Flexible Fuel and manufacturing dispersion 2008-36-0310
Back to the non Flex Fuel vehicles, the knock control system was designed and calibrated to absorb differences between engines (mainly compression ratio) and to protect the engine against knock damage (a correction up to 4 degrees BTDC was usually enough). But now, two new variables get in the scene: Flexible Fuel strategy, working from E22 to E100 (all blends in between) and small displacement (1.0 liter) high compression ratio engines. In this new scenario the system must be capable of correcting all spark advance differences, once knock control system acts as a safety feature, protecting the engine even if the fuel learning shows some deviation.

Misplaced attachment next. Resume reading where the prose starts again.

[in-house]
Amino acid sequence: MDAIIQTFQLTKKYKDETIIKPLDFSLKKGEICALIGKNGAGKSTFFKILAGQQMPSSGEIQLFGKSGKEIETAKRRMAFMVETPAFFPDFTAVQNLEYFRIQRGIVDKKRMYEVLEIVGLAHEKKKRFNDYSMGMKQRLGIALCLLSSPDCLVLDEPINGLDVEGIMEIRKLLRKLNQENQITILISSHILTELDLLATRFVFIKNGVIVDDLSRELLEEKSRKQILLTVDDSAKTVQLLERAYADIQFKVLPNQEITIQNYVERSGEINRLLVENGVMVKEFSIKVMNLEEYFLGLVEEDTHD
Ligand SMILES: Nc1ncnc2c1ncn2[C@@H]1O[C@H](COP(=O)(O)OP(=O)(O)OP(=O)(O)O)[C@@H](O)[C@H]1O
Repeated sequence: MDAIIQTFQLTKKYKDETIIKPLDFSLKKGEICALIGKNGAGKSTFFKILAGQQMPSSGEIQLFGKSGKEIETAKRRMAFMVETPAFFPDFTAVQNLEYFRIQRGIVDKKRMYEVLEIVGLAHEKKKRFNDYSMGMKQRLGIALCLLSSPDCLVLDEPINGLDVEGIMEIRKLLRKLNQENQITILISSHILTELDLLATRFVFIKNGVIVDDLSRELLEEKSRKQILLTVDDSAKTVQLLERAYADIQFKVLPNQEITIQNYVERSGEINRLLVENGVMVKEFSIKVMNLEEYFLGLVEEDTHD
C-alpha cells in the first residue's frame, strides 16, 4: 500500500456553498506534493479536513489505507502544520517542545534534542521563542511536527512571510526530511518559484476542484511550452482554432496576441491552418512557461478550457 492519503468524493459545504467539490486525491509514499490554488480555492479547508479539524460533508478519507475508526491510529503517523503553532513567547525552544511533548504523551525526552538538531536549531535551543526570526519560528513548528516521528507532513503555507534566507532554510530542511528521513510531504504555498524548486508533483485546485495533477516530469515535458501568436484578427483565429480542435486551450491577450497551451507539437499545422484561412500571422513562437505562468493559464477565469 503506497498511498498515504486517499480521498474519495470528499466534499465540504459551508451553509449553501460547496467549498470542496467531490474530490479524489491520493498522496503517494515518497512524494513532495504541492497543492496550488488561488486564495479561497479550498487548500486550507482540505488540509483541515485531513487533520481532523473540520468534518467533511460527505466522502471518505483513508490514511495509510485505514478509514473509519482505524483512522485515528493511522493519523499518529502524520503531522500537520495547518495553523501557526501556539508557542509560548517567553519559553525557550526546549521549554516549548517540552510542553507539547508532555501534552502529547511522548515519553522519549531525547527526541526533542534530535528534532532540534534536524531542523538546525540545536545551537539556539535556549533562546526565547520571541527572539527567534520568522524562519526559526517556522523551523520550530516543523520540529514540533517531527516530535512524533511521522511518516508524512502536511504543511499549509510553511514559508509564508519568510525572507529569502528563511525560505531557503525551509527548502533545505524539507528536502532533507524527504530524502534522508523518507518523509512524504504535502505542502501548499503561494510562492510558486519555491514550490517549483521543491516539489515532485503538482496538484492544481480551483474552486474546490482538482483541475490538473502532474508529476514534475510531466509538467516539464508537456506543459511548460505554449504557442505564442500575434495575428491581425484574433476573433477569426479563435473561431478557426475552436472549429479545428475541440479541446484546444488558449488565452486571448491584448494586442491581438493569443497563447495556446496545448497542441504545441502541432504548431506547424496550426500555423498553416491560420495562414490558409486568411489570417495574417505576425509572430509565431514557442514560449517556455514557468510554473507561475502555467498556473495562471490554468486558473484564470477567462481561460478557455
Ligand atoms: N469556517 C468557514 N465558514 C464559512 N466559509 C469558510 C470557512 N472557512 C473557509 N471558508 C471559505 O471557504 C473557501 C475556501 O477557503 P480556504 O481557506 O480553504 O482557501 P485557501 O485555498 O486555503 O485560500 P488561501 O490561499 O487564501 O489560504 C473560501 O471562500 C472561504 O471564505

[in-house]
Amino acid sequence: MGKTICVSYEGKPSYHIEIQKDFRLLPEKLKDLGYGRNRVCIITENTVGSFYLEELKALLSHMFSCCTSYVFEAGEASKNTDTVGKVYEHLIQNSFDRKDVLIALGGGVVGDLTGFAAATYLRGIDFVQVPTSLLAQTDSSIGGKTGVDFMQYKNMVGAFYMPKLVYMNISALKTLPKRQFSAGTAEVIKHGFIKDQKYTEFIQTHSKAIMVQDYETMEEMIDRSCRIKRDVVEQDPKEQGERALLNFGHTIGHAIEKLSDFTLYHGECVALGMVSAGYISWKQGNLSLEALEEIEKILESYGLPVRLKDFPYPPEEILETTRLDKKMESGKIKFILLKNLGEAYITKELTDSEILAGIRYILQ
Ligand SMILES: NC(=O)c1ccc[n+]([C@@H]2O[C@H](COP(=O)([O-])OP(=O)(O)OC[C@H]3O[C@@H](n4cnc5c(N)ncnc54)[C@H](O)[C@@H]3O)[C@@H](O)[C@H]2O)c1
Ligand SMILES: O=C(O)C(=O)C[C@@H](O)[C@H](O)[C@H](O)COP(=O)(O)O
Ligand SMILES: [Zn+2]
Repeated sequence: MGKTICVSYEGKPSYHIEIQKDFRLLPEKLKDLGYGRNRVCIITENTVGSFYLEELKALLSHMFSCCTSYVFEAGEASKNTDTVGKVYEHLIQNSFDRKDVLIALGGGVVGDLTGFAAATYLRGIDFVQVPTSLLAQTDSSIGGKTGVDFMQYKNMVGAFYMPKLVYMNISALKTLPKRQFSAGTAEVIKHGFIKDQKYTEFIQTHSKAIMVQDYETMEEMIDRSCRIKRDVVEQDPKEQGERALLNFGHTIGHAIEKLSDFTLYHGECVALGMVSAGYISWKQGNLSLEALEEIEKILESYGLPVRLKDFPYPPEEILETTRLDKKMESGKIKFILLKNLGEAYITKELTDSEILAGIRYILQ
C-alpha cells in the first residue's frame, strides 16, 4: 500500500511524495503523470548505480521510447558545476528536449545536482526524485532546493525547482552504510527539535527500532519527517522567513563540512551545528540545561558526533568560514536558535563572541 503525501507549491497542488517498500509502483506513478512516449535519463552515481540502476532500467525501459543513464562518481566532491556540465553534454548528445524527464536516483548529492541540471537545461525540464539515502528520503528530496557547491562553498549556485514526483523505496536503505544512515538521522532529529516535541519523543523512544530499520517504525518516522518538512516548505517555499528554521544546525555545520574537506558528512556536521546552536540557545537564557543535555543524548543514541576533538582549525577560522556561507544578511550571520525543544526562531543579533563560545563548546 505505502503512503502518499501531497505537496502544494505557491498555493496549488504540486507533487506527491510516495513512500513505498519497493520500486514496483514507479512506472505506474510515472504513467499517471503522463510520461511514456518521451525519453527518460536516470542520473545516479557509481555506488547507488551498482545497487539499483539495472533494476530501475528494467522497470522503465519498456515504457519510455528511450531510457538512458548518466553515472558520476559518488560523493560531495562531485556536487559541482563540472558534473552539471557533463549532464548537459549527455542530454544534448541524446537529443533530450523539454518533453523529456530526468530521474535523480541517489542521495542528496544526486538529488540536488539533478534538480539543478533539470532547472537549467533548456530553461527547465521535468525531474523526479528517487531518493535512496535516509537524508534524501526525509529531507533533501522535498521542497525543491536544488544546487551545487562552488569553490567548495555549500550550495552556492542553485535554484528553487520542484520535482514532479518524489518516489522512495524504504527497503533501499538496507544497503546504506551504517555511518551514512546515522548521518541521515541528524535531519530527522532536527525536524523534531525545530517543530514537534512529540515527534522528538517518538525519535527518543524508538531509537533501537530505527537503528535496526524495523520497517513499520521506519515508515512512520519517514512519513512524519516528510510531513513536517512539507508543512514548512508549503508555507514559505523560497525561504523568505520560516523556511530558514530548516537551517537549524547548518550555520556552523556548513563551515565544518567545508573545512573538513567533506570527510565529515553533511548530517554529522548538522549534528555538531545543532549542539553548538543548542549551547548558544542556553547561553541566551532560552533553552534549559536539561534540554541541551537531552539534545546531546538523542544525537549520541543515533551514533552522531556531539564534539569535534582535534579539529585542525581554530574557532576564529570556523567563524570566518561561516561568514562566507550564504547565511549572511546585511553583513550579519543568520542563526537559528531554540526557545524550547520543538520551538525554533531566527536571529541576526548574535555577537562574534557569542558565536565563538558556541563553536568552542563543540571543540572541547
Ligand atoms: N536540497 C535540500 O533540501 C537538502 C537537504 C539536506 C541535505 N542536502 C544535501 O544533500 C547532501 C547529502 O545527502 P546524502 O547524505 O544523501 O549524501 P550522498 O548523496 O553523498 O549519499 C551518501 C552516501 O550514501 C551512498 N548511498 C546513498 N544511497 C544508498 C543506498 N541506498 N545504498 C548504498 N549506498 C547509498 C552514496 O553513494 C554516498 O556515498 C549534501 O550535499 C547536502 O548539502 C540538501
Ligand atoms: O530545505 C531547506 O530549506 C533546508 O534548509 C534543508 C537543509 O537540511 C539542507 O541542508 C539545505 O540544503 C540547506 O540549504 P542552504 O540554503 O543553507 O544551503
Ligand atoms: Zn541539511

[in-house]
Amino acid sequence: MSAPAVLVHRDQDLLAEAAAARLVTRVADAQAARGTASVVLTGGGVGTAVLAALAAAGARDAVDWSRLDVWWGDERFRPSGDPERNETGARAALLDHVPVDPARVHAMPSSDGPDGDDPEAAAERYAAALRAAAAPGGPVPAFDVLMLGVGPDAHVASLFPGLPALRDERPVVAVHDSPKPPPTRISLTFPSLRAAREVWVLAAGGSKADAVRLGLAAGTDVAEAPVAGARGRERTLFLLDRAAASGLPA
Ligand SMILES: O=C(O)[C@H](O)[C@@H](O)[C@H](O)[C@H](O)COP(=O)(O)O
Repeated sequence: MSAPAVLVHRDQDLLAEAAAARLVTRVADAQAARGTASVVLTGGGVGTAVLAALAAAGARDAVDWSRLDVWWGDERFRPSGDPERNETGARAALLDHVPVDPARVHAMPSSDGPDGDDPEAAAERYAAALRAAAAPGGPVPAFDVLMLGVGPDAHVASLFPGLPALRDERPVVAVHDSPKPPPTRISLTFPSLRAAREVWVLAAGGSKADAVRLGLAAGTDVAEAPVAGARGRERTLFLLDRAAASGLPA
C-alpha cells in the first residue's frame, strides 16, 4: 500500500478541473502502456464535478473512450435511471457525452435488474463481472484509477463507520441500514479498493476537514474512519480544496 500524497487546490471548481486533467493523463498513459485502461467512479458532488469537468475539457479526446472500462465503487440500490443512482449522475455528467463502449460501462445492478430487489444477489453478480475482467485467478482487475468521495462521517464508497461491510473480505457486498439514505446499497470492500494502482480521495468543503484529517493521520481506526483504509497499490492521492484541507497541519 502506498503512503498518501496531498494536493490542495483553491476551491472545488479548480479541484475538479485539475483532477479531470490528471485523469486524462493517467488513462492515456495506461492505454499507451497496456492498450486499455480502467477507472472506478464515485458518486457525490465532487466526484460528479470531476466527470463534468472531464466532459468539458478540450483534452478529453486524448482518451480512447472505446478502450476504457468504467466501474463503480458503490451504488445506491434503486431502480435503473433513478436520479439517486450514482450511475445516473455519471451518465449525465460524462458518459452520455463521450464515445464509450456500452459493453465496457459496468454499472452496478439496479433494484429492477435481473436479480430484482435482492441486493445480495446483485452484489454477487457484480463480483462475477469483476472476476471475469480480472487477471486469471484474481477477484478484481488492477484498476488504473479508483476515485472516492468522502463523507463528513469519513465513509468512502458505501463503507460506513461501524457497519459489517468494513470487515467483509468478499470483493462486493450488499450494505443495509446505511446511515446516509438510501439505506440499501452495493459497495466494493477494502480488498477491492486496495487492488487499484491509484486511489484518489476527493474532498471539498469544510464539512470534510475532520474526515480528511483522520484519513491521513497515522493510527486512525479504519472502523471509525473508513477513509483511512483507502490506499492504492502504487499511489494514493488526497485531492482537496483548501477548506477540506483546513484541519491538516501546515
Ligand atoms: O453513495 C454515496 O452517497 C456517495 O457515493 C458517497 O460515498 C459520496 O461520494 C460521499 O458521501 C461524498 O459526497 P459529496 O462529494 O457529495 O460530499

In addition to that, we have the compression ratio variation between minimum and maximum limits. Since the engine is small (as well its combustion chamber), each tenth of a millimeter difference during manufacturing process, results in an important final compression ratio variation. This variation requires an important spark reduction based on the same base calibration.
And finally, to meet customer requirements, another 3 degrees BTDC must be corrected as a safety factor. So, when we put together the different fuels, compression ratio dispersion and test requirements, it is clear that the actual calibration is obsolete and a new borderline and knock control calibration methods must be developed / implemented.